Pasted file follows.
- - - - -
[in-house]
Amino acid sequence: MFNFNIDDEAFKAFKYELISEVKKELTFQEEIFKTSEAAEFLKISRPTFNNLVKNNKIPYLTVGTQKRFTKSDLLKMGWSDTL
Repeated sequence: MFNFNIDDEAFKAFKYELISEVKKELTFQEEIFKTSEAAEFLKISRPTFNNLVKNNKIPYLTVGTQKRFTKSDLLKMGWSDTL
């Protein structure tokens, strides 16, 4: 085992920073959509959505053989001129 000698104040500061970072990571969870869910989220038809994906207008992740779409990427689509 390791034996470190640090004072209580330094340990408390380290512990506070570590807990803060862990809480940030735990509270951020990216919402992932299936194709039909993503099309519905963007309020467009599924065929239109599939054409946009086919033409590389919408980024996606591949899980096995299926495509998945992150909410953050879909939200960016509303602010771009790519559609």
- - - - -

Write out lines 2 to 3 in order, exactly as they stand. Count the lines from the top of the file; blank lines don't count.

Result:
Amino acid sequence: MFNFNIDDEAFKAFKYELISEVKKELTFQEEIFKTSEAAEFLKISRPTFNNLVKNNKIPYLTVGTQKRFTKSDLLKMGWSDTL
Repeated sequence: MFNFNIDDEAFKAFKYELISEVKKELTFQEEIFKTSEAAEFLKISRPTFNNLVKNNKIPYLTVGTQKRFTKSDLLKMGWSDTL